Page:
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This document contains some basic definitions in Operating Systems. I

have referred Operating System Concepts by Galvin et al. Please read the
boo once and have a glance at this. !ou "ill have a good understanding only
"hen you read the boo once or t"ice. I have covered Process management and
#emory management only. I "ould say this "ould do for Campus placements.
OS Components
Process management
#ain$memory management
%ile #anagement
I&O management
Secondary storage management
Protection management
Command$Interpreter system
The interface bet"een the user and the operating system.
System call
The interface bet"een the process and the operating system.
In this type of ernel( all the non$essential components are removed from
the ernel and they are implemented as system and the user level programs.
Thus resulting to a S#)**+, -+,'+*( that typically provides minimal process
and memory management in addition to communication facility.
It is a program in e.ecution.
It is an instance of a program.
It is an active entity( "hile the program is a passive entity. /i.e.( activation
of a program becomes a process0
It is a unit of "or in a system.
Process States
Context Switch
Saving the state of old process and loading the saved state of the ne"
Cooperatin! Process
) process is co$operating if it can affect or be affected by the other
processes e.ecuting in the system.
It is a called a light"eight process and is a basic unit of CP1 utili2ation.
#i$$erences %etween Process an" Threa"s
The basic difference is that every process has its o"n process id( code
section( data section( stac and a register set and. 3hile a thread has its o"n
thread id( stac and a register set( but it shares the data and code section "ith all
the others threads of the process it belongs to.
It is used in 1'I4 system to notify a process that a particular event has
Metho"s $or IPC &InterProcess Comm'nication(
Shared buffer
)ren"e*+o's, con"ition
In message passing( it is the condition in "hich both the sender and the
receiver are bloced until the message is delivered.
-on!term Sche"'ler &.o% Sche"'ler(
This loads the process into the memory for e.ecution.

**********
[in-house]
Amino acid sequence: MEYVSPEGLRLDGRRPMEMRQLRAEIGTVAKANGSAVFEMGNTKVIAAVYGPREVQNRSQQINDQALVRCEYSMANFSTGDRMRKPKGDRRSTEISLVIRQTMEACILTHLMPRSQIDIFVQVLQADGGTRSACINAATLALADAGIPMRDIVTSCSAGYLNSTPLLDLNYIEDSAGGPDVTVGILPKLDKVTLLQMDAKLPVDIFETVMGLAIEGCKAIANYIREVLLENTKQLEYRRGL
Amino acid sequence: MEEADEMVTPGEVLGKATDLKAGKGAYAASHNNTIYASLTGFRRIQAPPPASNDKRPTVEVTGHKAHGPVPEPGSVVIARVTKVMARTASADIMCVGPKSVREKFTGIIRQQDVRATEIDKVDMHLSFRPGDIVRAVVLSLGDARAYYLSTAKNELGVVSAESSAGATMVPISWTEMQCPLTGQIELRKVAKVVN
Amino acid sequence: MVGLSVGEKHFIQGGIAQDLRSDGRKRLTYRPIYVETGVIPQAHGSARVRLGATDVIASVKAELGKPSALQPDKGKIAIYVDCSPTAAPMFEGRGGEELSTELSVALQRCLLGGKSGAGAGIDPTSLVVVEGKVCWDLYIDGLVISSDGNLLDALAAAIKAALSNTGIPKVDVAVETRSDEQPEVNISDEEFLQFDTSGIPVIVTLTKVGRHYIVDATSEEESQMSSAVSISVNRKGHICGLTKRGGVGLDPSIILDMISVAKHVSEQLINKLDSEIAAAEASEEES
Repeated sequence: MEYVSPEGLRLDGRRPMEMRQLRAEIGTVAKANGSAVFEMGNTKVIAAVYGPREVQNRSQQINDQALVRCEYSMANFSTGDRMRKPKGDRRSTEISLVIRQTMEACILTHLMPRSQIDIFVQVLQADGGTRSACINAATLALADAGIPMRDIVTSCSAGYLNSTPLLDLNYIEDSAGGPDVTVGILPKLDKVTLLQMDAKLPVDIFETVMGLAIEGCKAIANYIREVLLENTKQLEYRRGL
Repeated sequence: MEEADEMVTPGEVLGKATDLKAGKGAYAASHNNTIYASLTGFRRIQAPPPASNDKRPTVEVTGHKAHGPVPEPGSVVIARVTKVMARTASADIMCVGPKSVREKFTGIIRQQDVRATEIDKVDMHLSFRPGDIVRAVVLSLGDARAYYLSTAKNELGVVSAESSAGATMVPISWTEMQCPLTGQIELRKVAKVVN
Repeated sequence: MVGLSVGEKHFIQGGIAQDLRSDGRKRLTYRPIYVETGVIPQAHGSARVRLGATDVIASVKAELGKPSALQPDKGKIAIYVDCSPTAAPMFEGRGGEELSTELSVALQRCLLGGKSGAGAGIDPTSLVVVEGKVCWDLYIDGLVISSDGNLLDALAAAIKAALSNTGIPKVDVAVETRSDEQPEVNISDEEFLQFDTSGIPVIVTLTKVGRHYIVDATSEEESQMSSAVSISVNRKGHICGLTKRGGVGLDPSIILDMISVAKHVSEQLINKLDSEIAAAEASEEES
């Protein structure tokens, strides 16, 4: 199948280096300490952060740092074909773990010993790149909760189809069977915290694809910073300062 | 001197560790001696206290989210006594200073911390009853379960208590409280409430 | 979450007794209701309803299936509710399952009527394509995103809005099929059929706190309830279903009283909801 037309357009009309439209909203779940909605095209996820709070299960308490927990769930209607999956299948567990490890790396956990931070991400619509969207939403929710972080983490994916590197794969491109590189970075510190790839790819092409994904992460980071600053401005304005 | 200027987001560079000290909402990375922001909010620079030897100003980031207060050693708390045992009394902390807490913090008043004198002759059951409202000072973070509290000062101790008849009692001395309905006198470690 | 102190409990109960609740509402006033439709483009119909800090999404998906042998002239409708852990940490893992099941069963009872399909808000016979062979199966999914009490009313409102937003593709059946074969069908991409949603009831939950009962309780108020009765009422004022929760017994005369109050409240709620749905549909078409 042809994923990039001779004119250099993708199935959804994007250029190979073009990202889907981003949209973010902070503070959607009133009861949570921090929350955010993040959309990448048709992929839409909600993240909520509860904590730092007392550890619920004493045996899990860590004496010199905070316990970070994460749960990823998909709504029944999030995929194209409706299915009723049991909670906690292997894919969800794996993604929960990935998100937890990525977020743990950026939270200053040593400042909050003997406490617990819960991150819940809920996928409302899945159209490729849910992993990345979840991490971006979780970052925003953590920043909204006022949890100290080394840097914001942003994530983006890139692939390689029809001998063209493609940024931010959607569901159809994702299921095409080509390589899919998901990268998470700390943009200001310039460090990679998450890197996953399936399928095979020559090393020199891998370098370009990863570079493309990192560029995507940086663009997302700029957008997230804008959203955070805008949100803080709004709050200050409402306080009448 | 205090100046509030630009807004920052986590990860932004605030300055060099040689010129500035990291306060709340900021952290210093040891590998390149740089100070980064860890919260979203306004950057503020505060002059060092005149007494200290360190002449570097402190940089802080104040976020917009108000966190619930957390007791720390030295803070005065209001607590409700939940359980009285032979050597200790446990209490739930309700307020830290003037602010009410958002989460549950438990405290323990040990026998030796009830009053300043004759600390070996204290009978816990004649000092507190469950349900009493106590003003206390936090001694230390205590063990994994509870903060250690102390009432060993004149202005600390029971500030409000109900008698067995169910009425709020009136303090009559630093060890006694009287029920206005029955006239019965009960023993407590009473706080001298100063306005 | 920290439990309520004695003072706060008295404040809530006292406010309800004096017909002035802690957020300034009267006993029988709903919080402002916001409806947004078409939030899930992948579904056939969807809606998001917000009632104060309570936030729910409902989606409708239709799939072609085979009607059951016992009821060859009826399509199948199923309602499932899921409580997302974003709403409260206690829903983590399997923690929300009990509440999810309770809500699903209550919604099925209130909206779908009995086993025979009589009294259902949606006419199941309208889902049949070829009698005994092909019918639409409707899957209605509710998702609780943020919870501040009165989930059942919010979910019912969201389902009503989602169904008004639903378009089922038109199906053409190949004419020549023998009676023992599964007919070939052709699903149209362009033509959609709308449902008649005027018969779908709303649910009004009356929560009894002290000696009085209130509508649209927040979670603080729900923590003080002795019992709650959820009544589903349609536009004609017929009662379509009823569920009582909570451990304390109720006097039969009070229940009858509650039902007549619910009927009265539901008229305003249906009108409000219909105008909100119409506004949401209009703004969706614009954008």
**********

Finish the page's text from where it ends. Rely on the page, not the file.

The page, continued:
Shortterm Sche"'ler &CP/ Sche"'ler(
This selects the process from the ready 5ueue and allocates CP1 to it.
#e!ree o$ M'ltipro!rammin!
It is the number of processes currently present in memory.
Me"i'mterm Sche"'ler
It does s"apping of processes( to control the degree of multiprogramming
and to have a good process mi. /the mi.ture of CP1$bound and I&O$bound
Nonpreempti+e Sche"'lin!
1nder this( once the CP1 has been allocated to a process( the process
eeps the CP1 until it releases the CP1 either by terminating or by s"itching to
the "aiting state.
Preempti+e Sche"'lin!
6ere( the process releases the CP1 under the compulsion of other
The module that gives the control of CP1 to the process selected by the
CP1 scheduler.
#ispatch -atency
The time taen for the dispatcher to stop one process and to start another
T'rnaro'n" Time
The interval from the time of submission of a process to the time of
completion is the turnaround time.
0aitin! Time
It is the sum of the periods spent "aiting in the ready 5ueue.
CP/ Sche"'lin! Al!orithms
1irst Come 1irst Ser+e" &1C1S(
o This is 7ust a %I%O 5ueue.
Shortest .o% 1irst &S.1(
o This is also called shortest ne.t CP1 burst scheduling.
o It can be both preemptive and non$preemptive.
o The other name for preemptive S8% is called shortest$remaining
time first scheduling.
Priority Sche"'lin!
o This can also be both preemptive and non$preemptive.
o Preemptive priority scheduling suffers from the starvation
problem. This problem can be avoided using aging. )ging is the
method used to increase the priority of a process.
Ro'n" Ro%in &RR( sche"'lin!
o Generally( it is %C%S scheduling "ith preemptive added to it.
o ) time 5uantum /time slice0 is defined and one by one the process
in the ready 5ueue is allo"ed to use the CP1 only for this time
5uantum. )fter a process has finished its time 5uantum( it is
preempted and the ne.t process in the 5ueue is given the CP1.
o The ready 5ueue used here is a circular 5ueue.
M'ltile+el Sche"'lin!
o This scheduling partitions the ready 5ueue into several separate
o The processes are assigned permanently to one 5ueue( generally
based on some property of the process( such process type /lie
bacground or foreground processes0( process memory si2e(
process priority and etc.
o +ach 5ueue has it o"n scheduling algorithm. In addition( there
must be scheduling among the 5ueues( no" as fi.ed$priority
preemptive scheduling.
M'ltile+el 1ee"%ack 2'e'e Sche"'lin!
o The setup is same as that of the multilevel 5ueue scheduling. 9ut
here( the processes are allo"ed to move bet"een 5ueues. /i.e.0 If a
process uses too much of CP1 time( it "ill be moved to a lo"er
priority 5ueue and if a process "aits too long in a lo"er priority
5ueue( it may be moved to a higher priority 5ueue.
o This scheduling is the most general scheme and is also the most
0in"ows Sche"'lin! Scheme
3indo"s uses priority scheduling. It has some nearly : priorities for
processes. The priorities are as follo"s in the descending priority order(
o ,+)*;TI#+;P,IO,IT!;C*)SS
o 6IG6;P,IO,IT!;C*)SS
o )9O<+;'O,#)*;P,IO,IT!;C*)SS
o 'O,#)*;P,IO,IT!;C*)SS
o 9+*O3;'O,#)*;P,IO,IT!;C*)SS
o I=*+;P,IO,IT!;C*)SS
-in'x Sche"'lin! Scheme /,efer the boo0
*inu. uses credit based algorithm. +very process has its o"n priority and
a >nice? value. It uses this t"o to find the credit and thus the credit based
scheduling. *inu. uses %C%S and ,, to support Soft$,eal time scheduling.
Priority In+ersion
The situation "hen a high$priority process "ould be "aiting for a lo"er$
priority one to finish.
Critical Section
The segment of code in "hich the process may be changing common